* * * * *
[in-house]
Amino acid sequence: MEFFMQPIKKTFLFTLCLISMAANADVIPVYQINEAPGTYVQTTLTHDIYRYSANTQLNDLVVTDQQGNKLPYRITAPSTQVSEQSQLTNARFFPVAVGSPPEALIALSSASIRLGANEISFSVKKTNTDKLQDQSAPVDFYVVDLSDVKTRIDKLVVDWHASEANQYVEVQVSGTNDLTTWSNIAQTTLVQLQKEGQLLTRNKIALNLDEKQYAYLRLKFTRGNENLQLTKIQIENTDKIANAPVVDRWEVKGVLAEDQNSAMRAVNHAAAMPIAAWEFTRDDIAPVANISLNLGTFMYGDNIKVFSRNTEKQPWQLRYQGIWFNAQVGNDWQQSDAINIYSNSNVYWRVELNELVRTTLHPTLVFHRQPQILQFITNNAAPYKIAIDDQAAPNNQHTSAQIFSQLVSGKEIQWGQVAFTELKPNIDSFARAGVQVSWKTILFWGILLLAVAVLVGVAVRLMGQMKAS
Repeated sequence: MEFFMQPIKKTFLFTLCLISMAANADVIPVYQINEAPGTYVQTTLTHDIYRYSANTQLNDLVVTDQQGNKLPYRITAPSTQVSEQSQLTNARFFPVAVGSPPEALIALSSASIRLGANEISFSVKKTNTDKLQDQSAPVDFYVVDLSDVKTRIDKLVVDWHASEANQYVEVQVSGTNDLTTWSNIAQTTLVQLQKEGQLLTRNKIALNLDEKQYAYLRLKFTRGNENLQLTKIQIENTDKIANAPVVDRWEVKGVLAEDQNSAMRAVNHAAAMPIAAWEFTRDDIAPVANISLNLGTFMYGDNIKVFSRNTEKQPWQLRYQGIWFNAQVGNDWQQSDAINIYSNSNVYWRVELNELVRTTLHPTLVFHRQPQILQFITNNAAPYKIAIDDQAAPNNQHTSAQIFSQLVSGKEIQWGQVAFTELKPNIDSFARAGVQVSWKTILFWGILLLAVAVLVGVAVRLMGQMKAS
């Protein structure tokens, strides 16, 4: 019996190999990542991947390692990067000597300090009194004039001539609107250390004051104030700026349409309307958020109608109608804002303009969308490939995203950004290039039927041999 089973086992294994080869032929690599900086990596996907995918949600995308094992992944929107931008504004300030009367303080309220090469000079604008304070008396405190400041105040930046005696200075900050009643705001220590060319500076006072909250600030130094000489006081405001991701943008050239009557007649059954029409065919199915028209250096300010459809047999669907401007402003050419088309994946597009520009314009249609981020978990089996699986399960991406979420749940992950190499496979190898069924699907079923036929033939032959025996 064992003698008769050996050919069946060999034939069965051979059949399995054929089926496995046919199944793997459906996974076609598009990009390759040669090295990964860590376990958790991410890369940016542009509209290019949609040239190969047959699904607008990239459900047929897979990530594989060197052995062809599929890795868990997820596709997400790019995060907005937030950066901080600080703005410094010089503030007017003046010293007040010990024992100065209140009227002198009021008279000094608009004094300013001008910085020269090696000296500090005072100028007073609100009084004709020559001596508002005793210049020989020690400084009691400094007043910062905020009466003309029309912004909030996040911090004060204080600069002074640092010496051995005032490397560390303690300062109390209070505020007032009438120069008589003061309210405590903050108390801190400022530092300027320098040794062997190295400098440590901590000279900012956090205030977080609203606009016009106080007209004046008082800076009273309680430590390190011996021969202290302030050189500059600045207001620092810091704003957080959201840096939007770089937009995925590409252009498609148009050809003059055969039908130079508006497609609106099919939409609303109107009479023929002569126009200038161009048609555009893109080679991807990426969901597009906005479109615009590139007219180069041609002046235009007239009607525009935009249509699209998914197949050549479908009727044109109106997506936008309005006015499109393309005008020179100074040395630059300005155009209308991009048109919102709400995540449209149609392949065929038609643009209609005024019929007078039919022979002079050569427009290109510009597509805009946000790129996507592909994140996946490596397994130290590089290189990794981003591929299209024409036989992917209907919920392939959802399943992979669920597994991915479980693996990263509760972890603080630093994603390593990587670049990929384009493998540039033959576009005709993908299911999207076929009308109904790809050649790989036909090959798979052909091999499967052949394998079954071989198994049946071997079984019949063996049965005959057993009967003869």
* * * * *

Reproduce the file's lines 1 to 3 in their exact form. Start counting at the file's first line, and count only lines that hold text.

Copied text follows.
[in-house]
Amino acid sequence: MEFFMQPIKKTFLFTLCLISMAANADVIPVYQINEAPGTYVQTTLTHDIYRYSANTQLNDLVVTDQQGNKLPYRITAPSTQVSEQSQLTNARFFPVAVGSPPEALIALSSASIRLGANEISFSVKKTNTDKLQDQSAPVDFYVVDLSDVKTRIDKLVVDWHASEANQYVEVQVSGTNDLTTWSNIAQTTLVQLQKEGQLLTRNKIALNLDEKQYAYLRLKFTRGNENLQLTKIQIENTDKIANAPVVDRWEVKGVLAEDQNSAMRAVNHAAAMPIAAWEFTRDDIAPVANISLNLGTFMYGDNIKVFSRNTEKQPWQLRYQGIWFNAQVGNDWQQSDAINIYSNSNVYWRVELNELVRTTLHPTLVFHRQPQILQFITNNAAPYKIAIDDQAAPNNQHTSAQIFSQLVSGKEIQWGQVAFTELKPNIDSFARAGVQVSWKTILFWGILLLAVAVLVGVAVRLMGQMKAS
Repeated sequence: MEFFMQPIKKTFLFTLCLISMAANADVIPVYQINEAPGTYVQTTLTHDIYRYSANTQLNDLVVTDQQGNKLPYRITAPSTQVSEQSQLTNARFFPVAVGSPPEALIALSSASIRLGANEISFSVKKTNTDKLQDQSAPVDFYVVDLSDVKTRIDKLVVDWHASEANQYVEVQVSGTNDLTTWSNIAQTTLVQLQKEGQLLTRNKIALNLDEKQYAYLRLKFTRGNENLQLTKIQIENTDKIANAPVVDRWEVKGVLAEDQNSAMRAVNHAAAMPIAAWEFTRDDIAPVANISLNLGTFMYGDNIKVFSRNTEKQPWQLRYQGIWFNAQVGNDWQQSDAINIYSNSNVYWRVELNELVRTTLHPTLVFHRQPQILQFITNNAAPYKIAIDDQAAPNNQHTSAQIFSQLVSGKEIQWGQVAFTELKPNIDSFARAGVQVSWKTILFWGILLLAVAVLVGVAVRLMGQMKAS